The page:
words are the symbols of mental experience, and written words
the symbol of spoken words. Just as all men have not the same
speech sounds, so all men have not the same writing." --
The foundation for graphology
is that a graphic structure defines a particular personality
behavior or trait. Handwritingpro's theory is that each graphic
structure is generated from primary graphic elements. The four
primary expressive elements are the baseline,
the enclosure, the imposed structure, and the stroke.
The baseline is the imaginary line that letters rest
on dividing upper and lower areas while moving forward to the
right. The baseline is used to divide vertical placement and
to direct movement. Flipping the written page up side down, that
is rotating the page one hundred and eighty degrees, is a convenient
way to observe the baseline. The baseline represents reality,
threshold of awareness, foundation for movement and living. Baseline
patterns represent your attitudes towards life experiences and
Vertical placement above and below the baseline represents
the division between your intangible and tangible values, between
abstract and concrete concepts, between philosophical and physical
ideas and between personal beliefs and personal relationships.
The middle area is above the baseline to the top of the middle
letters (i.e. the small letters o, a, e, m, n, u, v, etc.). The
middle area represents your approach to basic needs of living
and to your surroundings. The middle area describes your manner
of understanding, learning, and reasoning. It depicts your self
or learned viewpoints and how you communicate them.
Horizontal movement along the baseline represents the individual's
reaction to experiences, living values, time demands, learning
(right motion- to advance, expand, and progress and left motion-
to revert, constrict, and regress).
The writing slant is defined as an angle formed by
the baseline and a line segment generated from an upstroke above
the baseline. The line segment is constructed from an initial
point at the baseline intersection and the second point by its
upper highest inflection point. The upstroke cannot be a final
stroke or the final of a circle. The slant represents
emotional responsiveness or reactions to immediate circumstances
and/or inner feelings.
An enclosure is formed
when a line or lines border an area. An enclosure represents
imagination, concept enlargement, and idea expansion. There are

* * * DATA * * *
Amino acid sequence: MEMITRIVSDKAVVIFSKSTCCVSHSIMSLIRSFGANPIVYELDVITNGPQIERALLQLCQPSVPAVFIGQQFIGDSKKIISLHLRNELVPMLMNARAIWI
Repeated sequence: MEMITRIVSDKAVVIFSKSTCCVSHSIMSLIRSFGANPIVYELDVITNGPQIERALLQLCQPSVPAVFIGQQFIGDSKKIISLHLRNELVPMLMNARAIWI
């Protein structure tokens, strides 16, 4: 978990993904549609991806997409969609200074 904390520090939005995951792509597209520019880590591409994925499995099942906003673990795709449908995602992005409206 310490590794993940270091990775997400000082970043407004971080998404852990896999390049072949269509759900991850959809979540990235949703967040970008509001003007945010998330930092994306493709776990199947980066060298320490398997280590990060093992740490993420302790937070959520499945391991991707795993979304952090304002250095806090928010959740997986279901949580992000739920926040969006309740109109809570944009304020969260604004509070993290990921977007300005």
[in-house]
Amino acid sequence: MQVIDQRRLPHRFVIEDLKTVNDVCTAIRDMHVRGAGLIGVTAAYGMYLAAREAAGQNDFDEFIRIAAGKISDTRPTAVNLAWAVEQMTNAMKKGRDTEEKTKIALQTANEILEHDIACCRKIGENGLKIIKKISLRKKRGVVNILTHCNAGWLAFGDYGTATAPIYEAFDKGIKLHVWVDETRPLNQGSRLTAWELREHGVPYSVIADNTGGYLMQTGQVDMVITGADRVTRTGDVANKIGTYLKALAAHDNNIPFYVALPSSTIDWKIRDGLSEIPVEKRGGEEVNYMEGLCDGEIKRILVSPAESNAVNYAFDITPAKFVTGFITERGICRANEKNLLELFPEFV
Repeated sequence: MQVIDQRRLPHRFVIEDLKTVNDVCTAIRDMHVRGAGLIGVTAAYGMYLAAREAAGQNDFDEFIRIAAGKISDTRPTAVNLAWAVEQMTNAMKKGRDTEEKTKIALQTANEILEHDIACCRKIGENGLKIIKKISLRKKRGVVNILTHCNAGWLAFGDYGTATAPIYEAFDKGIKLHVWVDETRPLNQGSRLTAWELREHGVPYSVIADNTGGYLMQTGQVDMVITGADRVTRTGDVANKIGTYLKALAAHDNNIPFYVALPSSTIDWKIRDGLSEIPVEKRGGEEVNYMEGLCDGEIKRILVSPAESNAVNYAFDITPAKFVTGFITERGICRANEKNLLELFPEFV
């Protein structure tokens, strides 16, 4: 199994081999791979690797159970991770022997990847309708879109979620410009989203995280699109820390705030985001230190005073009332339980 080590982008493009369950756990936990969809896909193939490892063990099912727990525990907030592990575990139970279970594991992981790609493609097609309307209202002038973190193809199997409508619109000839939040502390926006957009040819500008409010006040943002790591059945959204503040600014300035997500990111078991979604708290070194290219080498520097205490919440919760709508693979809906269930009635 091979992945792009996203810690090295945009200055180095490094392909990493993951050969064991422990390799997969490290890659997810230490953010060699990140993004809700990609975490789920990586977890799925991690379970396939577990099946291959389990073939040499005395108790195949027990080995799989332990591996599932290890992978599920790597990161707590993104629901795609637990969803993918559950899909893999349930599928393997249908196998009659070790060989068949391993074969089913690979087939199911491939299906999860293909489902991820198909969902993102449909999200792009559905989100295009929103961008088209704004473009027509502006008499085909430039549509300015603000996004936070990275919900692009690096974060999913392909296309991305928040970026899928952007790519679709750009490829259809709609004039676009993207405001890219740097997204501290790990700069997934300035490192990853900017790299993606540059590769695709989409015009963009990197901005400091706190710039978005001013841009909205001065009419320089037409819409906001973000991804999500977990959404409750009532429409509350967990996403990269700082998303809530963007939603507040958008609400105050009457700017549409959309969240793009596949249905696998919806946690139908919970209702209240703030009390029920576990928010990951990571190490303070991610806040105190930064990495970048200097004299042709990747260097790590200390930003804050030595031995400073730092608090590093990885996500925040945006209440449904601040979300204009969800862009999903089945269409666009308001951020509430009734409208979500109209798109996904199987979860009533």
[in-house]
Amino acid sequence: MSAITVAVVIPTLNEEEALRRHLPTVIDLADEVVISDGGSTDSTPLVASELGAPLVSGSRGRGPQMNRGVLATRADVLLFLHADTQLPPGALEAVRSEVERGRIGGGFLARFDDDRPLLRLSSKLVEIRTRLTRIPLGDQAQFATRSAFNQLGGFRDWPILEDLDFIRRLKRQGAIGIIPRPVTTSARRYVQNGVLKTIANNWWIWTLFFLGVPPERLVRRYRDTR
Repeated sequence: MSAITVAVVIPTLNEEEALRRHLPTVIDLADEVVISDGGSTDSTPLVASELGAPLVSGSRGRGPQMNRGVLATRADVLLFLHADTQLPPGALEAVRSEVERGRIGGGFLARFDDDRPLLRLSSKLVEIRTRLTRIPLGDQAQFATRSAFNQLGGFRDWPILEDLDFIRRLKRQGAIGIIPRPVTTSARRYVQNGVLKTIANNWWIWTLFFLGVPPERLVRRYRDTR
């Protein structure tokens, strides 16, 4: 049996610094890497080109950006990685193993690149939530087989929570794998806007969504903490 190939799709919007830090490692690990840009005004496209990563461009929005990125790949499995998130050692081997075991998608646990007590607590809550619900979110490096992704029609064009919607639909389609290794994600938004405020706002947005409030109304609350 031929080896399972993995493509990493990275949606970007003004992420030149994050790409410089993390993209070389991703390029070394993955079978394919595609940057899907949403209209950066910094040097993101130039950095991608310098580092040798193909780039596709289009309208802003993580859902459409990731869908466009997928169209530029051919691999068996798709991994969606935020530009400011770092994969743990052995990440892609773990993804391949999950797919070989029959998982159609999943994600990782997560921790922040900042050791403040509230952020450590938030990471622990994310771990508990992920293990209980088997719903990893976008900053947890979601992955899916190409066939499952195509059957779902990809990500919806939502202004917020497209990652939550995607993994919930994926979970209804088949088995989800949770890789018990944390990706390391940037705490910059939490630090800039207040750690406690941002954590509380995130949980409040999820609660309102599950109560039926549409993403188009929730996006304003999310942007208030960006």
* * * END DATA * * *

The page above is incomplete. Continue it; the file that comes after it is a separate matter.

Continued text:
three basic forms of enclosures- the loop, the circle, and
A loop represents self-generating concepts. There are
upper and lower vertical loops. An upper loop is formed by a
line enclosing an area by starting forward and upward, moving
backward, and returning forward and downward with the crossing
strokes at the baseline. The letters e and l are examples of
a middle and an upper loop, respectively. A lower loop is formed
by a line enclosing an area by starting forward and downward,
moving backward, and returning forward and upward with the crossing
strokes at the baseline. The lower second part of the letters
g and y are examples of lower loops. An inverted loop is an enclosure
where the stroke crosses vertically away from the baseline. The
non-crossing line segment rests on the baseline.
A circle represents other viewpoints or external generated
concepts. A circle is formed by a line or lines enclosing an
area by starting backward and downward, moving forward, and returning
backward and upward meeting or touching at the top. The joined
apex points vertically upward. The letter o and the letter
a are examples of middle circles. The lower second parts
of the letter f and of the letter q are examples
of lower circles. An inverted circle is an enclosure where the
meeting strokes are joined at bottom pointing downward. The letter
s and the buckle in the letter k are examples of
inverted circles. A dangling enclosure does not intersect the
A proportional enclosure follows the "golden ratio"
principles and contains balance and symmetry. Phi (pronounced
fi rhymes with fly) and phi (pronounced fee) are two mathematical
numbers occurring in many relationships throughout nature and
the universe. Phi and phi ratios can also be found in handwriting.
The average vertical height or writing size is approximately
one half inch (~0.52"). The average vertical middle circle
and loop height is approximately a tenth of an inch (~0.1").
The average vertical height for upper loops, lower loops and
lower circles is approximately a quarter of an inch (~0.26").
The vertical and horizontal dimension, the diameter, for proportional
middle circles (i.e. the small letter o) is approximately a tenth
of an inch (~0.1"). The letter o can be viewed as a golden
ratio of 1 for vertical and horizontal dimensions. The vertical
and horizontal measurements for a proportional middle loop (i.e.